Roger Zimmermann

Construction of a Continental Mark II model, scale 1:12

Recommended Posts

Except for this sentence, I am totally speechless over the incredible detail on the car.

  • Like 1

Share this post


Link to post
Share on other sites
9 hours ago, keiser31 said:

I am totally speechless over the incredible detail on the car.

 

Keiser31, you are not the only one. Nearly every post from Roger just amazes me, the detail is just unbelievable.

Share this post


Link to post
Share on other sites

Thanks Mike!

It seems that I forgot to write that the lower part of the gas tank is removed. This is the reason why the tank on the picture is strange looking. Plus, the remaining part is not centered on the underbody. It's that way because I have to continue the electrical job.

  • Like 1

Share this post


Link to post
Share on other sites
17 hours ago, keiser31 said:

Except for this sentence, I am totally speechless over the incredible detail on the car.

THIS sentence.

  • Like 2
  • Haha 1

Share this post


Link to post
Share on other sites
Posted (edited)

With the trunk space free from wires, it's time to put some trim to hide the body work (in my case, not to protect it!). I still had some thin felt I used in the Avanti trunk. To be more authentic, this material should not be black but dark grey as some pictures I did in 1966 or 67 are showing it.

From my 3 scale models, the Toronado will be the sole one to have a full size tire/wheel stored. The wheel well's inside diameter from the Avanti is too small to accept the tire; the wheel well from the Mark II is not deep enough or the tire has a too large diameter; I had to remove some rubber at the bottom to store the wheel.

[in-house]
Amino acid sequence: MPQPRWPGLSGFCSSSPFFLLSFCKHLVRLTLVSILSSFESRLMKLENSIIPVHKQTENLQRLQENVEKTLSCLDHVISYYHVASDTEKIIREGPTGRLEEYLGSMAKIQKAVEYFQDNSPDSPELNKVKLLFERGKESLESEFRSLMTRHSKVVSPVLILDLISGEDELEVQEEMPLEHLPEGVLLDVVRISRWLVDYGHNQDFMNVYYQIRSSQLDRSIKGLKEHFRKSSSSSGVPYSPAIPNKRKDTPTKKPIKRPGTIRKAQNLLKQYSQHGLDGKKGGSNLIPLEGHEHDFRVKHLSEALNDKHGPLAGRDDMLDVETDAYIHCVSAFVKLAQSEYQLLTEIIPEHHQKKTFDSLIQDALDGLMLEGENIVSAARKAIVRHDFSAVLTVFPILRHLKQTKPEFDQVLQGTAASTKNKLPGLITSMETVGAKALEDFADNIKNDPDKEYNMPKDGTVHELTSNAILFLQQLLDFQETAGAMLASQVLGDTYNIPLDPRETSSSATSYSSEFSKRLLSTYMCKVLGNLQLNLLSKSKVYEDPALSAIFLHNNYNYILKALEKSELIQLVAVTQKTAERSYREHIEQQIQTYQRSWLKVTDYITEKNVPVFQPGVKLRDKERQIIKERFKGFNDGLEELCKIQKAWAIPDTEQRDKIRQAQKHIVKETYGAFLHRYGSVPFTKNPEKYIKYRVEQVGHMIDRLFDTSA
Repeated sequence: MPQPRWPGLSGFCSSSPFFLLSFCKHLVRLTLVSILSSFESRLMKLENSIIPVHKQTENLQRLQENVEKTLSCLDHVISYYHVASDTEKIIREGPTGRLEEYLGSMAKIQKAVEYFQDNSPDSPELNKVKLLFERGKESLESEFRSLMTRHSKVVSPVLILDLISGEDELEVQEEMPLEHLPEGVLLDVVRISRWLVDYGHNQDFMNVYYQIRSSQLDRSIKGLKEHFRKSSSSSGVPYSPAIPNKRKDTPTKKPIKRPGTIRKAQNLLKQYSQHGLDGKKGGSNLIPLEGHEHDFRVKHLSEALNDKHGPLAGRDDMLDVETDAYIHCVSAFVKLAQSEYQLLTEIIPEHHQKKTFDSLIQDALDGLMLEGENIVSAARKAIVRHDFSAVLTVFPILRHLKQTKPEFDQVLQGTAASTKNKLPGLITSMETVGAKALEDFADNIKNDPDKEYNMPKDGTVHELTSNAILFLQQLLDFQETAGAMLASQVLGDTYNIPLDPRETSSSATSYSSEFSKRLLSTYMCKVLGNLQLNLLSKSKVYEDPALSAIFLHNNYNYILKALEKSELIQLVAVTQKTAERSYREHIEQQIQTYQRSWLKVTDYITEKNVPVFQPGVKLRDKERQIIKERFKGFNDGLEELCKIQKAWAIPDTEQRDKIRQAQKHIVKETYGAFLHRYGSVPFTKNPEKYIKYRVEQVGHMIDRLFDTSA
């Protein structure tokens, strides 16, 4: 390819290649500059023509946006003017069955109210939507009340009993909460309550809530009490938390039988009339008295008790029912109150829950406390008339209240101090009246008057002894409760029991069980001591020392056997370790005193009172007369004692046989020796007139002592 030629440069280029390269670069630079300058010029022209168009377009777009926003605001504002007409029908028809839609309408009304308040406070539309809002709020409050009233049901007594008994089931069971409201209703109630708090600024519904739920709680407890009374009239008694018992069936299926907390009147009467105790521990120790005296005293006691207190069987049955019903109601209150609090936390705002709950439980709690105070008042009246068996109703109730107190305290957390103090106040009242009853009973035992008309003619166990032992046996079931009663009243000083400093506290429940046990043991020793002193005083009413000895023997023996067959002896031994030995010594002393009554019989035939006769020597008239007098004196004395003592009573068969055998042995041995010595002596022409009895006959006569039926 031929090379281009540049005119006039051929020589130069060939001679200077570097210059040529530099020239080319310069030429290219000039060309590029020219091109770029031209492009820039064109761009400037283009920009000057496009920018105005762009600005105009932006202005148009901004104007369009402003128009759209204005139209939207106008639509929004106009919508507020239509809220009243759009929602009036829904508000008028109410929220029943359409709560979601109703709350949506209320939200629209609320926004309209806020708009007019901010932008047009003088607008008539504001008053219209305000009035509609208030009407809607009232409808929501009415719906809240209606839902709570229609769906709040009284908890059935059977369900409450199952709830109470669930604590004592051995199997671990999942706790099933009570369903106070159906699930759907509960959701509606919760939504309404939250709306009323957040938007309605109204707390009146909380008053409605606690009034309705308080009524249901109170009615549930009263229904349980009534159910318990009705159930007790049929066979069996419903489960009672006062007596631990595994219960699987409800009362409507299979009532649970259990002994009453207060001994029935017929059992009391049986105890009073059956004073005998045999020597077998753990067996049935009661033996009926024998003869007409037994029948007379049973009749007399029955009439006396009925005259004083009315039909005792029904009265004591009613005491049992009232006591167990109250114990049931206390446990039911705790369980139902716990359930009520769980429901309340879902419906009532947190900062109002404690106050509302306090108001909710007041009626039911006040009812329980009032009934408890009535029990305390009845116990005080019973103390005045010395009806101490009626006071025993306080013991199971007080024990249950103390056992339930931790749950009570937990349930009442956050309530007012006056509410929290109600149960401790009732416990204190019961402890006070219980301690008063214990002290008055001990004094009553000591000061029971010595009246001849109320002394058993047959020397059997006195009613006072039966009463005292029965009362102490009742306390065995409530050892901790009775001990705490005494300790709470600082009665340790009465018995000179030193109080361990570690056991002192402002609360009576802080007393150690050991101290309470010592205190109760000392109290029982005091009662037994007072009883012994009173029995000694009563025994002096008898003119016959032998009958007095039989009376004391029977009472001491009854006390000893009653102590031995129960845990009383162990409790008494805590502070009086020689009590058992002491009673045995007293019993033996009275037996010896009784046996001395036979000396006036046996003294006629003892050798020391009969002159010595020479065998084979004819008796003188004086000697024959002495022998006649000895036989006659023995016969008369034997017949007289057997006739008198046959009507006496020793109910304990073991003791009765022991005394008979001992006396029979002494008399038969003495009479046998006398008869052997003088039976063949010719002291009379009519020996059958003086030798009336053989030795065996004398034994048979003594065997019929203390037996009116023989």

How is the spare wheel stored? Should the inner side be towards the rear or to the front? The owner's manual in the background was a nice help to solve that problem: the spare wheel is stored the same way my picture is showing it. Anyway, in a case of a flat tire, to extract that spare wheel from it's position must not be very convenient!

74 Trimmed trunk.JPG

Edited by Roger Zimmermann (see edit history)
  • Like 4

Share this post


Link to post
Share on other sites
7 hours ago, Roger Zimmermann said:

Anyway, in a case of a flat tire, to extract that spare wheel from it's position must not be very convenient!

LoL. Not much different today! Our spares are under floor so ...

  • Like 1

Share this post


Link to post
Share on other sites
1 hour ago, Spinneyhill said:

LoL. Not much different today! Our spares are under floor so ...

Sure, but it's not so far away from the rear bumper. In the case of the Toronado and/or Eldorado, the spare is more than 1 meter away from the bumper, and heavy on top of that!

  • Like 1

Share this post


Link to post
Share on other sites

The spare wheel had to be secured in the trunk compartment. From the owner’s manual, I did a bracket, a strut which is anchored at the channel under both “Y” and a nut. From my old pictures, there is a cardboard on both sides of that structure. There is nothing in the middle; the spare wheel is hiding the view to the seat back’s construction. For a luxury coupe, the trim in the trunk compartment was minimalist compared to what is done now on most cars.

75 secured wheel.JPG

76 from inside.JPG

  • Like 2

Share this post


Link to post
Share on other sites
Posted (edited)

Many a car had the spare 'relocated' wherever you could squeeze it in. I had several, and my friends had many more. The the spare was taking up the trunk and the luggage resided in whatever room remained. Change of tire sizes to the more modern 'fat' treaded tires was responsible often, so the thing would not fit into the well. But we got along as best we could. Ahhh, for the old days. 

So, Roger, you can just toss those spares in there any ol' way you like, and I'd swear that you are authentic, even if not like factory fresh. Nice work you are doing- retrofitting these things must be  a special talent you have.